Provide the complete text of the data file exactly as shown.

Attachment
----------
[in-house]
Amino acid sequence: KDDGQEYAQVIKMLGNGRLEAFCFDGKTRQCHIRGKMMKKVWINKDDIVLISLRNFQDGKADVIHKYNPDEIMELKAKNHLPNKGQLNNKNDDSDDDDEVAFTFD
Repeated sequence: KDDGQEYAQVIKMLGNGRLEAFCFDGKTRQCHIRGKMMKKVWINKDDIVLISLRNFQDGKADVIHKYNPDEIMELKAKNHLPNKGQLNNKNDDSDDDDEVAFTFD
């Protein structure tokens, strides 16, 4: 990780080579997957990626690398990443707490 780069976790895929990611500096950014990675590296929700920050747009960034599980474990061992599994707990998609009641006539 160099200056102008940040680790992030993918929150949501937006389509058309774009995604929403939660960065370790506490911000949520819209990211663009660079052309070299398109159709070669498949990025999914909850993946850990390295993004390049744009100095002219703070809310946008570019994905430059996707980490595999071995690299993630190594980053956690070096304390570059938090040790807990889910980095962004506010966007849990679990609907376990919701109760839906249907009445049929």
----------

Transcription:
[in-house]
Amino acid sequence: KDDGQEYAQVIKMLGNGRLEAFCFDGKTRQCHIRGKMMKKVWINKDDIVLISLRNFQDGKADVIHKYNPDEIMELKAKNHLPNKGQLNNKNDDSDDDDEVAFTFD
Repeated sequence: KDDGQEYAQVIKMLGNGRLEAFCFDGKTRQCHIRGKMMKKVWINKDDIVLISLRNFQDGKADVIHKYNPDEIMELKAKNHLPNKGQLNNKNDDSDDDDEVAFTFD
């Protein structure tokens, strides 16, 4: 990780080579997957990626690398990443707490 780069976790895929990611500096950014990675590296929700920050747009960034599980474990061992599994707990998609009641006539 160099200056102008940040680790992030993918929150949501937006389509058309774009995604929403939660960065370790506490911000949520819209990211663009660079052309070299398109159709070669498949990025999914909850993946850990390295993004390049744009100095002219703070809310946008570019994905430059996707980490595999071995690299993630190594980053956690070096304390570059938090040790807990889910980095962004506010966007849990679990609907376990919701109760839906249907009445049929």